Using Debugging Helpers

Structured data, such as objects of class, struct, or union types, is displayed in the Locals and Expressions view as part of a tree. To access sub-structures of the objects, expand the tree nodes. The sub-structures are presented in their in-memory order, unless the Sort Members of Classes and Structs Alphabetically option from the context menu is selected.

Similarly, pointers are displayed as a tree item with a single child item representing the target of the pointer. In case the context menu item Dereference Pointers Automatically is selected, the pointer and the target are combined into a single entry, showing the name and the type of the pointer and the value of the target.

This standard representation is good enough for the examination of simple structures, but it does usually not give enough insight into more complex structures, such as QObjects or associative containers. These items are internally represented by a complex arrangement of pointers, often highly optimized, with part of the data not directly accessible through either sub-structures or pointers.

To give the user simple access also to these items, Qt Creator employs so-called debugging helpers. Debugging helpers come in two varieties, a compiled one, for use with the CDB backend, and a set of Python scripts for use with the GDB and LLDB backends.

Debugging helpers are always automatically used. To force a plain C-like display of structures, select Tools > Options > Debugger > Locals & Expressions, and then deselect the Use Debugging Helper check box. For GDB and LLDB this will still use the Python scripts, but generate more basic output. To force plain display for a single object or for all objects of a given type, select the corresponding option from the context menu.

Qt Creator ships with debugging helpers for more than 130 of the most popular Qt classes, Standard C++ containers and smart pointers, covering the usual needs of a C++ application developer out-of-the-box.

Extending GDB and LLDB Debugging Helpers

When using either GDB or LLDB as the debugging backend, Qt Creator uses Python scripts to display information in the Locals and Expressions view.

You can easily extend these scripts to cover your own types, using the same code for both the GDB and the LLDB backend. No compilation is required, just adding a few lines of Python. The scripts can address multiple versions of Qt, or of your own library, at the same time.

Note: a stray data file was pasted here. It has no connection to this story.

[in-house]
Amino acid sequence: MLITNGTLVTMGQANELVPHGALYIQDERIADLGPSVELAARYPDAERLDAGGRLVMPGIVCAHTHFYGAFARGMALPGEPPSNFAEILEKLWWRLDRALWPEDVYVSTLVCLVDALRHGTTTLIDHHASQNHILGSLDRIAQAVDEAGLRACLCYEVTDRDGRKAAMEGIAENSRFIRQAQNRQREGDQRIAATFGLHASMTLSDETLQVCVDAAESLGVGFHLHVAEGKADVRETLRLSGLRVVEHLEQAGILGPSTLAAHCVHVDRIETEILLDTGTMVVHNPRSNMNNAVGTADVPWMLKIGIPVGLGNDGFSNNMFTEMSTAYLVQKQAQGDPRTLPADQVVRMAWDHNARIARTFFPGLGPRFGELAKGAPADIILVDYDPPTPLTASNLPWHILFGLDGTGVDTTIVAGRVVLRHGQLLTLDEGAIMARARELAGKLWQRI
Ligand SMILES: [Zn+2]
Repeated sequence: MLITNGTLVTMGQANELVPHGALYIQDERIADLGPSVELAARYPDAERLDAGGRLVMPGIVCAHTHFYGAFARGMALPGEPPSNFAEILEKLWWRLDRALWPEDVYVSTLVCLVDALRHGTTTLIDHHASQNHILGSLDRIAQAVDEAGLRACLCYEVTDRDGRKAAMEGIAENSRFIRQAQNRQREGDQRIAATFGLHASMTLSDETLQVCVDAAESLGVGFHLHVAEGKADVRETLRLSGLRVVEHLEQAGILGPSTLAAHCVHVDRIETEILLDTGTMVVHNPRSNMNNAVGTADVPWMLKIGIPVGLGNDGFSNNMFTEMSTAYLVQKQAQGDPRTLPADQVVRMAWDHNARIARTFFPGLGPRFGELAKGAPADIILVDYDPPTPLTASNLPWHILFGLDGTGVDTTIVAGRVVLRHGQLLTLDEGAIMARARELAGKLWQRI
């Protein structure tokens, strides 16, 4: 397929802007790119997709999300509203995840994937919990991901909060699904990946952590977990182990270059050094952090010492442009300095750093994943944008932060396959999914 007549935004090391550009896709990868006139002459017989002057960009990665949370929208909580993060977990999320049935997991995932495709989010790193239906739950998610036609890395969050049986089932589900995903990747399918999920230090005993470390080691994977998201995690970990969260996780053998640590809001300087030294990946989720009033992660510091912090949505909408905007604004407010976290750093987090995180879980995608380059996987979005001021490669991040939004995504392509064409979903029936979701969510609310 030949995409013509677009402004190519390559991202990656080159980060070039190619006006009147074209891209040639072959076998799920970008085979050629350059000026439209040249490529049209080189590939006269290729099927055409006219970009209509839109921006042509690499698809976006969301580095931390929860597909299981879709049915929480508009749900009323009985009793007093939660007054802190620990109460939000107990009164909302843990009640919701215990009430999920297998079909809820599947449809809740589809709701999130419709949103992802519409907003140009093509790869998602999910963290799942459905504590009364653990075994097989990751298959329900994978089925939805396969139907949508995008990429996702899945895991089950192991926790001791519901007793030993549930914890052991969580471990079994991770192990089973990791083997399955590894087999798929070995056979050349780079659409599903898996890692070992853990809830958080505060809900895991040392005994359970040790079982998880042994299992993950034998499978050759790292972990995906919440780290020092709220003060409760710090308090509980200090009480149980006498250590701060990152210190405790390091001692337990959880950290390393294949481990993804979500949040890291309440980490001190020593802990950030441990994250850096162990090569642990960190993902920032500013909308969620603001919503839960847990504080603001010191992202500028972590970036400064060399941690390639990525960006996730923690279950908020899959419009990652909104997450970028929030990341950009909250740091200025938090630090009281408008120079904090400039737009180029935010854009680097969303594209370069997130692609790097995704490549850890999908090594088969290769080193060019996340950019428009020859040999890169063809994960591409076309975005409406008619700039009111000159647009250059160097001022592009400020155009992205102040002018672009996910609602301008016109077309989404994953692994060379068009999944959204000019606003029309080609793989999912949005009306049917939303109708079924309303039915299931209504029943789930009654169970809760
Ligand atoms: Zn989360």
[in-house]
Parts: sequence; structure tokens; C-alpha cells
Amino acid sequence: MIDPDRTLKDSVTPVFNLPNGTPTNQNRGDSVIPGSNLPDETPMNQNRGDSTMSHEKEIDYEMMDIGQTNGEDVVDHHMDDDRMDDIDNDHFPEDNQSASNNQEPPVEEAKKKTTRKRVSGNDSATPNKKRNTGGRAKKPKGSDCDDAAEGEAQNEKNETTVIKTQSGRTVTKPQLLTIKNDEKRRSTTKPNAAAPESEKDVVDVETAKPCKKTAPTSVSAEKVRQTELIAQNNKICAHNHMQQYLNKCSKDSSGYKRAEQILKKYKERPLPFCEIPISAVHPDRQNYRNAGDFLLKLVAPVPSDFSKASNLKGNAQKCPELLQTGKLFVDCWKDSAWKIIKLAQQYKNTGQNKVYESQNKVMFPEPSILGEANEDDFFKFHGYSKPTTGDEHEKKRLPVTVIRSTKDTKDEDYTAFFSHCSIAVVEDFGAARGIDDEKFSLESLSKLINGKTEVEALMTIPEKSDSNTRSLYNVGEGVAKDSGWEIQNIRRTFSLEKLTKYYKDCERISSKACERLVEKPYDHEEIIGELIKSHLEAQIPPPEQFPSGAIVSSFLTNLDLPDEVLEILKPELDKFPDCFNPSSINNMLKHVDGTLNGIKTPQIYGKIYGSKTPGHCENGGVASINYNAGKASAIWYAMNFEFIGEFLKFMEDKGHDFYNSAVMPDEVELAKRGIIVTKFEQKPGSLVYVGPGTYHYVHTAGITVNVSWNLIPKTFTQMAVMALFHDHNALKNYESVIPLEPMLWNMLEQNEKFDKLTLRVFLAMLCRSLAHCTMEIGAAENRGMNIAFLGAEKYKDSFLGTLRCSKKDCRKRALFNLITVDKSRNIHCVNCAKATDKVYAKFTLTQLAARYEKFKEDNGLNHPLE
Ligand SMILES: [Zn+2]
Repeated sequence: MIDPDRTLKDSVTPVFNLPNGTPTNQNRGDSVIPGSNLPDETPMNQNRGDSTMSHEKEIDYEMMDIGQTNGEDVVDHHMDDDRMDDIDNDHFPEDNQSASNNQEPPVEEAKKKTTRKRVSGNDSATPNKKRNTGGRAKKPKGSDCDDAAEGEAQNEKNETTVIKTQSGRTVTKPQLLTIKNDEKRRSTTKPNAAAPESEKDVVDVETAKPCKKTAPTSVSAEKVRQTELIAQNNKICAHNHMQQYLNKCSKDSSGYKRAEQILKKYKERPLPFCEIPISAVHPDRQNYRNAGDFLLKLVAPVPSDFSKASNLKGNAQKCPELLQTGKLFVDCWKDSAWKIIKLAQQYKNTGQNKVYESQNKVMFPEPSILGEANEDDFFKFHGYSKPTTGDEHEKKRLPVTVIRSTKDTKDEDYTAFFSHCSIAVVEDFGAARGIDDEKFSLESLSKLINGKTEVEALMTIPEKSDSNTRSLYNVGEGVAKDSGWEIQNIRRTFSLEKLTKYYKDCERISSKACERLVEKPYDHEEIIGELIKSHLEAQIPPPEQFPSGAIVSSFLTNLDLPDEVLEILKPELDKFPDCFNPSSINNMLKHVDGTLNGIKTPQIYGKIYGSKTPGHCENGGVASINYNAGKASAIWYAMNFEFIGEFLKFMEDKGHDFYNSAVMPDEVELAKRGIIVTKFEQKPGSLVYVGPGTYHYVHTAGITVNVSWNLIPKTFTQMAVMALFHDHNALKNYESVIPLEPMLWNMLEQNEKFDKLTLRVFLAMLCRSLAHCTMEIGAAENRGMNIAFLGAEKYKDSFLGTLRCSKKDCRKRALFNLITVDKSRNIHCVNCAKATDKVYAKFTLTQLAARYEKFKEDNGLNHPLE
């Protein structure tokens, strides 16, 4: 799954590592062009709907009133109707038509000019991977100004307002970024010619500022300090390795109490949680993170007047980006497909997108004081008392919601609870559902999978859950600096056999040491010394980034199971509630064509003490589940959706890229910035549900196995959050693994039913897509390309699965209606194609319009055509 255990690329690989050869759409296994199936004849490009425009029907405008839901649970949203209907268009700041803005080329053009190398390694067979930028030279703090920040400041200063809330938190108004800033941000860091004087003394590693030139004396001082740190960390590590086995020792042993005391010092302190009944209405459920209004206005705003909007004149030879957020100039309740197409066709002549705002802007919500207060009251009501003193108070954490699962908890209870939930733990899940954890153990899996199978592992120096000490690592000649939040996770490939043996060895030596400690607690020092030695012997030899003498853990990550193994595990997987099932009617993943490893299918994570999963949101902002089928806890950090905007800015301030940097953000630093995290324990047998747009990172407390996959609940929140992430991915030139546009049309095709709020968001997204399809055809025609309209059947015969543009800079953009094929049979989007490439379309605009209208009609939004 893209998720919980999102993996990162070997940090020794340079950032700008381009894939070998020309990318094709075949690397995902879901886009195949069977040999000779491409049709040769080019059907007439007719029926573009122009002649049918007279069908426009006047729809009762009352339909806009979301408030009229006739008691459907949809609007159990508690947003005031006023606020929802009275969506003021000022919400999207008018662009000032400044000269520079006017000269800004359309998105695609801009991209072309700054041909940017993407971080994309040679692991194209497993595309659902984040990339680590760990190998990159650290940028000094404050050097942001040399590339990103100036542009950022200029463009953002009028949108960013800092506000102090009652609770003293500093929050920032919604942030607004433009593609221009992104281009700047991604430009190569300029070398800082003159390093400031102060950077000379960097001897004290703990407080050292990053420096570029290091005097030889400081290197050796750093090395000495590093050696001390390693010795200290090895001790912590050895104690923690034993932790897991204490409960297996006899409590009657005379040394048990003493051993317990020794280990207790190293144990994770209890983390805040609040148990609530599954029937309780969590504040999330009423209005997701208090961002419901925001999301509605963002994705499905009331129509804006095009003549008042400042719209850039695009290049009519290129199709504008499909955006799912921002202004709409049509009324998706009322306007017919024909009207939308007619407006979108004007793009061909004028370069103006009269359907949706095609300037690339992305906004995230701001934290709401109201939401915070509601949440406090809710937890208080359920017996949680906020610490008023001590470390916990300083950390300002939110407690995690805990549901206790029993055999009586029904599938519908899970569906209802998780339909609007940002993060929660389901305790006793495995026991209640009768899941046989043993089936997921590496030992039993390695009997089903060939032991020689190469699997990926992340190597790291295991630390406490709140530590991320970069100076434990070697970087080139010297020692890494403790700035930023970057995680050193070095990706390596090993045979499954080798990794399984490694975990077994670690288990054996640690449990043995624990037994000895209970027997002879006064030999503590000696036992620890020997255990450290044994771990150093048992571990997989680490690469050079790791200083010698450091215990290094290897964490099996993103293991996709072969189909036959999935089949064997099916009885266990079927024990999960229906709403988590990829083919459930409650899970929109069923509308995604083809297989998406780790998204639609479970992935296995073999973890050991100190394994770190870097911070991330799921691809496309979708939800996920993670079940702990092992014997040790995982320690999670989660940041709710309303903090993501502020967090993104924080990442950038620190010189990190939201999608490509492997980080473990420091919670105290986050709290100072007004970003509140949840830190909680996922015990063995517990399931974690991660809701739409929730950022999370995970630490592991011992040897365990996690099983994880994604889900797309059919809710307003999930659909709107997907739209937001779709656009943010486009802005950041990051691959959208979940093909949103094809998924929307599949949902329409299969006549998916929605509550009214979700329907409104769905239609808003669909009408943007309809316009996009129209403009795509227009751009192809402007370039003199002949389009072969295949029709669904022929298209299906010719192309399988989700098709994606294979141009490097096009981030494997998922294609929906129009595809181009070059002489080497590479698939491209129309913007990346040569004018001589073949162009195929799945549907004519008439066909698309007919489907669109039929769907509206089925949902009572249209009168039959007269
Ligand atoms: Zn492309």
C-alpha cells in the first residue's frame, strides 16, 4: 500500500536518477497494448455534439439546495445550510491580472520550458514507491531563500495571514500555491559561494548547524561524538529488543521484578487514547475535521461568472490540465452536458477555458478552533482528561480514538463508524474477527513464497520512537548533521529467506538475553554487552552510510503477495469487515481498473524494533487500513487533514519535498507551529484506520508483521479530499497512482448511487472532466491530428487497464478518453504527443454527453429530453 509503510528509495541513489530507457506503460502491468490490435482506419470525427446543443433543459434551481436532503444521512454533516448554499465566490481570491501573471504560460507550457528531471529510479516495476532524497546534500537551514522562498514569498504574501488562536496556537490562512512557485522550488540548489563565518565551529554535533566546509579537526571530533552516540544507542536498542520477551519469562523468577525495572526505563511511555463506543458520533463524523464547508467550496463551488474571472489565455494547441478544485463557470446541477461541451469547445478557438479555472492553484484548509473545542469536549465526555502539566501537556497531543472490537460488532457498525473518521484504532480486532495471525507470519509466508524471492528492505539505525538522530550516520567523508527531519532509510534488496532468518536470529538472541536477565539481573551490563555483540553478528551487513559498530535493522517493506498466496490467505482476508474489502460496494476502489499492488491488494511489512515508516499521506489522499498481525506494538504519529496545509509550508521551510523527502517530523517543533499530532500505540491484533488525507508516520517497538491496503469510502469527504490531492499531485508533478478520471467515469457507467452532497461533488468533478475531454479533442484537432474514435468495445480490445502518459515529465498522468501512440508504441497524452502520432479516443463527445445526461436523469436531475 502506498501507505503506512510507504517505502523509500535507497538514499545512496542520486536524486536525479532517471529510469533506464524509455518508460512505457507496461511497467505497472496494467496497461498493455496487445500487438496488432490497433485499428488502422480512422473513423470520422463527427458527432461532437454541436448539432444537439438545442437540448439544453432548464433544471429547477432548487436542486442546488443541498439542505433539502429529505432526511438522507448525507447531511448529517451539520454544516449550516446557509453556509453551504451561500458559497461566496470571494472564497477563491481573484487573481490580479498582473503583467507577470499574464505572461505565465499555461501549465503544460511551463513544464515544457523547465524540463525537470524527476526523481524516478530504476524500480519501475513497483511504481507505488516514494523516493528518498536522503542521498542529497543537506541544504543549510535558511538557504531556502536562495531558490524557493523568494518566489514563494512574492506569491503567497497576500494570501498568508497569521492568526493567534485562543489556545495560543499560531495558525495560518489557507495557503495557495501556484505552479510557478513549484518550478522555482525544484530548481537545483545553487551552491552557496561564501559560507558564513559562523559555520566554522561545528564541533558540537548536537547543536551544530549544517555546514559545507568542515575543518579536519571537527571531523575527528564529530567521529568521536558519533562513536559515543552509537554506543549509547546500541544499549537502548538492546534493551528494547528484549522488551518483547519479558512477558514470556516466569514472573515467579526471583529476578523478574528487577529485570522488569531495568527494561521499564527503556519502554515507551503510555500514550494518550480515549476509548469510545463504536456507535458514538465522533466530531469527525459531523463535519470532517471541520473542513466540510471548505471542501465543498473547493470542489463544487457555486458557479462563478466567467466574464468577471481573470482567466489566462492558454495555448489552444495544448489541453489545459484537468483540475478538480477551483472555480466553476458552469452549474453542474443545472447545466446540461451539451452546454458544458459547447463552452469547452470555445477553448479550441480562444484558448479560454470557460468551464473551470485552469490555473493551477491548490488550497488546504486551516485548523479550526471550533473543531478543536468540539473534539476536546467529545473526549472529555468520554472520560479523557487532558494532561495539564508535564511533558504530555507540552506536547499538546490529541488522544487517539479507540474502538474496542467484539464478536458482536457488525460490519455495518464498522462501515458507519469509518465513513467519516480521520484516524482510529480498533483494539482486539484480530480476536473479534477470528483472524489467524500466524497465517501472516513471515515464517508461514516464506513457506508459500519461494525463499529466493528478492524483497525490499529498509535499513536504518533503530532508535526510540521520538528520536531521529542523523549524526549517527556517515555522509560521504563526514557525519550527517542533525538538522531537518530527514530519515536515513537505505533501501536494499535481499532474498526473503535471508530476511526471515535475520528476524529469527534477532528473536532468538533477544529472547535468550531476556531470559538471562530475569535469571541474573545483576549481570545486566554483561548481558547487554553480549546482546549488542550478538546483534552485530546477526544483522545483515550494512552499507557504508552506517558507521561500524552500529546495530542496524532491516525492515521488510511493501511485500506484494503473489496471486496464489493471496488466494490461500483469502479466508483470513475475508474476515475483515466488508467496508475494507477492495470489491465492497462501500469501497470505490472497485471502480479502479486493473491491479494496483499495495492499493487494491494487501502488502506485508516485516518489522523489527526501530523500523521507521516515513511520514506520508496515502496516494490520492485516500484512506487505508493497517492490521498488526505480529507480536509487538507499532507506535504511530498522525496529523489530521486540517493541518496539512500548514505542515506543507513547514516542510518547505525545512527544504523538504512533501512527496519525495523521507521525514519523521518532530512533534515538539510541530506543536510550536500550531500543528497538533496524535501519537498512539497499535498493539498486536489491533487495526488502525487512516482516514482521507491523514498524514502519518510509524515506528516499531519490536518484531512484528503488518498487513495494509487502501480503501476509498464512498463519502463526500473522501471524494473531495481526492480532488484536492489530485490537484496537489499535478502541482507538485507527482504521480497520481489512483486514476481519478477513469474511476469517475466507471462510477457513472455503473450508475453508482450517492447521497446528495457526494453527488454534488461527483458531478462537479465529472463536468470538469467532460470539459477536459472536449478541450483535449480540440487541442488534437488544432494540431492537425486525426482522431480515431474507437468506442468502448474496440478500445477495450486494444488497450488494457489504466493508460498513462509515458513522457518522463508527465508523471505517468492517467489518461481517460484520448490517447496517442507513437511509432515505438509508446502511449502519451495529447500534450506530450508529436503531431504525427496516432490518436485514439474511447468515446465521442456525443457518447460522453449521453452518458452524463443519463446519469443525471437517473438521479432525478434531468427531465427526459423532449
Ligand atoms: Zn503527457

To extend the shipped Python based debugging helpers for custom types, add debugging helper implementations to the GDB startup file ~/.gdbinit, or specify them directly in the Additional Startup Commands in Tools > Options > Debugger > GDB.

The implementation of a debugging helper typically consists of a single Python function, which needs to be named qdump__NS__Foo, where NS::Foo is the class or class template to be examined. Note that the :: scope resolution operator is replaced by double underscores __. Nested namespaces are possible.

The debugger plugin calls this function whenever you want to display an object of this type. The function is passed the following parameters:

  • d of type Dumper, an object containing current settings and providing facilities to build up an object representing part of the Locals and Expressions view,
  • value of type Value, wrapping either a gdb.Value or an lldb.SBValue.

The qdump__* function has to feed the Dumper object with certain information which is used to build up the object and its children's display in the Locals and Expressions view.


def qdump__QFiniteStack(d, value):
    alloc = int(value["_alloc"])
    size = int(value["_size"])
    if d.isExpanded():
        innerType = d.templateArgument(value.type, 0)
        d.putArrayData(innerType, value["_array"], size)

Note: To create dumper functions usable with both LLDB and GDB backends, avoid direct access to the gdb.* and lldb.* namespaces and use functions of the Dumper class instead.

Dumper Class

For each line in the Locals and Expressions view, a string like the following needs to be created and channeled to the debugger plugin.

{iname='some internal name',           # optional
  addr='object address in memory',      # optional
  name='contents of the name column',   # optional
  value='contents of the value column',
  type='contents of the type column',
  numchild='number of children',        # zero/nonzero is sufficient
  childtype='default type of children', # optional
  childnumchild='default number of grandchildren', # optional
  children=[              # only needed if item is expanded in view
     {iname='internal name of first child',
     {iname='internal name of second child',


The value of the iname field is the internal name of the object, constituting a dot-separated list of identifiers, corresponding to the position of the object's representation in the view. If it is not present, is it generated by concatenating the parent object's iname, a dot, and a sequential number.

The value of the name field is displayed in the Name column of the view. If it is not specified, a simple number in brackets is used instead.